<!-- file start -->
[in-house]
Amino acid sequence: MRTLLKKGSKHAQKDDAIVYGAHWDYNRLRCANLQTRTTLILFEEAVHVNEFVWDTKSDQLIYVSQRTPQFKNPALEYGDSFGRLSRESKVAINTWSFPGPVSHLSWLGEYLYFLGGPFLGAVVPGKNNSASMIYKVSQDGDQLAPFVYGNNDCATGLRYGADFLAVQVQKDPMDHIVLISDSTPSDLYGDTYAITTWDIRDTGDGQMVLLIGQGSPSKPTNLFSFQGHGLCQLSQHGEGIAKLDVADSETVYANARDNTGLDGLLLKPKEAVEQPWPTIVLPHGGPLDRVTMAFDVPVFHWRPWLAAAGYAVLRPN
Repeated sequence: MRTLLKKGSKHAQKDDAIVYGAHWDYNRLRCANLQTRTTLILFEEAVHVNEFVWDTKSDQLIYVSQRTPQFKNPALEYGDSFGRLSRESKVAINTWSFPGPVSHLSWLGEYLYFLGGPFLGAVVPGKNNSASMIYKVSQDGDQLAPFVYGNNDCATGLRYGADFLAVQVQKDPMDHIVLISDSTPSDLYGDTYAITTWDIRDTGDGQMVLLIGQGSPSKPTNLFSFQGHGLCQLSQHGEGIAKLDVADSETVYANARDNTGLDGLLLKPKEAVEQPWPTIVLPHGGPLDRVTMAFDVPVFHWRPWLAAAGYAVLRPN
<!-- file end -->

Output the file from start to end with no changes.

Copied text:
[in-house]
Amino acid sequence: MRTLLKKGSKHAQKDDAIVYGAHWDYNRLRCANLQTRTTLILFEEAVHVNEFVWDTKSDQLIYVSQRTPQFKNPALEYGDSFGRLSRESKVAINTWSFPGPVSHLSWLGEYLYFLGGPFLGAVVPGKNNSASMIYKVSQDGDQLAPFVYGNNDCATGLRYGADFLAVQVQKDPMDHIVLISDSTPSDLYGDTYAITTWDIRDTGDGQMVLLIGQGSPSKPTNLFSFQGHGLCQLSQHGEGIAKLDVADSETVYANARDNTGLDGLLLKPKEAVEQPWPTIVLPHGGPLDRVTMAFDVPVFHWRPWLAAAGYAVLRPN
Repeated sequence: MRTLLKKGSKHAQKDDAIVYGAHWDYNRLRCANLQTRTTLILFEEAVHVNEFVWDTKSDQLIYVSQRTPQFKNPALEYGDSFGRLSRESKVAINTWSFPGPVSHLSWLGEYLYFLGGPFLGAVVPGKNNSASMIYKVSQDGDQLAPFVYGNNDCATGLRYGADFLAVQVQKDPMDHIVLISDSTPSDLYGDTYAITTWDIRDTGDGQMVLLIGQGSPSKPTNLFSFQGHGLCQLSQHGEGIAKLDVADSETVYANARDNTGLDGLLLKPKEAVEQPWPTIVLPHGGPLDRVTMAFDVPVFHWRPWLAAAGYAVLRPN